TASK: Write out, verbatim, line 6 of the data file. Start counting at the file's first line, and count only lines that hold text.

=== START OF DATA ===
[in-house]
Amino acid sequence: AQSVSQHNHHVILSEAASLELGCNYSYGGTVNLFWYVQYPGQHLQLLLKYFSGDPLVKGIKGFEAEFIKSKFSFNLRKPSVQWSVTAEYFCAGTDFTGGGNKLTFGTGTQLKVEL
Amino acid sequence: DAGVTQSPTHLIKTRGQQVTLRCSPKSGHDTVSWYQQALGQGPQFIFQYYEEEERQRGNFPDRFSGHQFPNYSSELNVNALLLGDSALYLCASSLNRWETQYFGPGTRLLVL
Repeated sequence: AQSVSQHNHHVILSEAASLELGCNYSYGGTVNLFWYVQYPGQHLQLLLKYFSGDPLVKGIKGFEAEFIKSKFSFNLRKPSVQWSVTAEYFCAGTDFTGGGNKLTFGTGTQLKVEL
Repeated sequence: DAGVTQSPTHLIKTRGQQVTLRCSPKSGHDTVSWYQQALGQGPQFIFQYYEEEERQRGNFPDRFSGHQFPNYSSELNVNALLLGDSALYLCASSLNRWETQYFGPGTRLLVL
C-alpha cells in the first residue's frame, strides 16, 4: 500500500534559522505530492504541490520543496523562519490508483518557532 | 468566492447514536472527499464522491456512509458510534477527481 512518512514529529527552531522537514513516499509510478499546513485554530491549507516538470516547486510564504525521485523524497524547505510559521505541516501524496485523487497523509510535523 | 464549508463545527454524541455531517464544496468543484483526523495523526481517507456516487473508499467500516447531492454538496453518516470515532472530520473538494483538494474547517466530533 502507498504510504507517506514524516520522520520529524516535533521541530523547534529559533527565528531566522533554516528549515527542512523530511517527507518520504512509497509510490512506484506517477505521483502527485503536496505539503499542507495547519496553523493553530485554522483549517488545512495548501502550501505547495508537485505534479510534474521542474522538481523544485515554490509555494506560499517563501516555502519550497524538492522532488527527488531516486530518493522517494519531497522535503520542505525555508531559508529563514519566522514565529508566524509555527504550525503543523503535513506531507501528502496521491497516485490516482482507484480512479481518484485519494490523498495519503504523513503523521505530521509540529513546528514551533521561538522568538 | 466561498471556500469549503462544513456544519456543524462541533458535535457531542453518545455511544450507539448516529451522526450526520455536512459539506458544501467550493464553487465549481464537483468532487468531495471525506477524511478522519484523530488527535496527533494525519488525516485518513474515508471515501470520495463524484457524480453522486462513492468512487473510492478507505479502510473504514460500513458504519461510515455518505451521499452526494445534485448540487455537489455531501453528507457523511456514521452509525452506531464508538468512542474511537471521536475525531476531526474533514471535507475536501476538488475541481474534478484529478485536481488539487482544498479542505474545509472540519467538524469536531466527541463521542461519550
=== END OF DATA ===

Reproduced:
C-alpha cells in the first residue's frame, strides 16, 4: 500500500534559522505530492504541490520543496523562519490508483518557532 | 468566492447514536472527499464522491456512509458510534477527481 512518512514529529527552531522537514513516499509510478499546513485554530491549507516538470516547486510564504525521485523524497524547505510559521505541516501524496485523487497523509510535523 | 464549508463545527454524541455531517464544496468543484483526523495523526481517507456516487473508499467500516447531492454538496453518516470515532472530520473538494483538494474547517466530533 502507498504510504507517506514524516520522520520529524516535533521541530523547534529559533527565528531566522533554516528549515527542512523530511517527507518520504512509497509510490512506484506517477505521483502527485503536496505539503499542507495547519496553523493553530485554522483549517488545512495548501502550501505547495508537485505534479510534474521542474522538481523544485515554490509555494506560499517563501516555502519550497524538492522532488527527488531516486530518493522517494519531497522535503520542505525555508531559508529563514519566522514565529508566524509555527504550525503543523503535513506531507501528502496521491497516485490516482482507484480512479481518484485519494490523498495519503504523513503523521505530521509540529513546528514551533521561538522568538 | 466561498471556500469549503462544513456544519456543524462541533458535535457531542453518545455511544450507539448516529451522526450526520455536512459539506458544501467550493464553487465549481464537483468532487468531495471525506477524511478522519484523530488527535496527533494525519488525516485518513474515508471515501470520495463524484457524480453522486462513492468512487473510492478507505479502510473504514460500513458504519461510515455518505451521499452526494445534485448540487455537489455531501453528507457523511456514521452509525452506531464508538468512542474511537471521536475525531476531526474533514471535507475536501476538488475541481474534478484529478485536481488539487482544498479542505474545509472540519467538524469536531466527541463521542461519550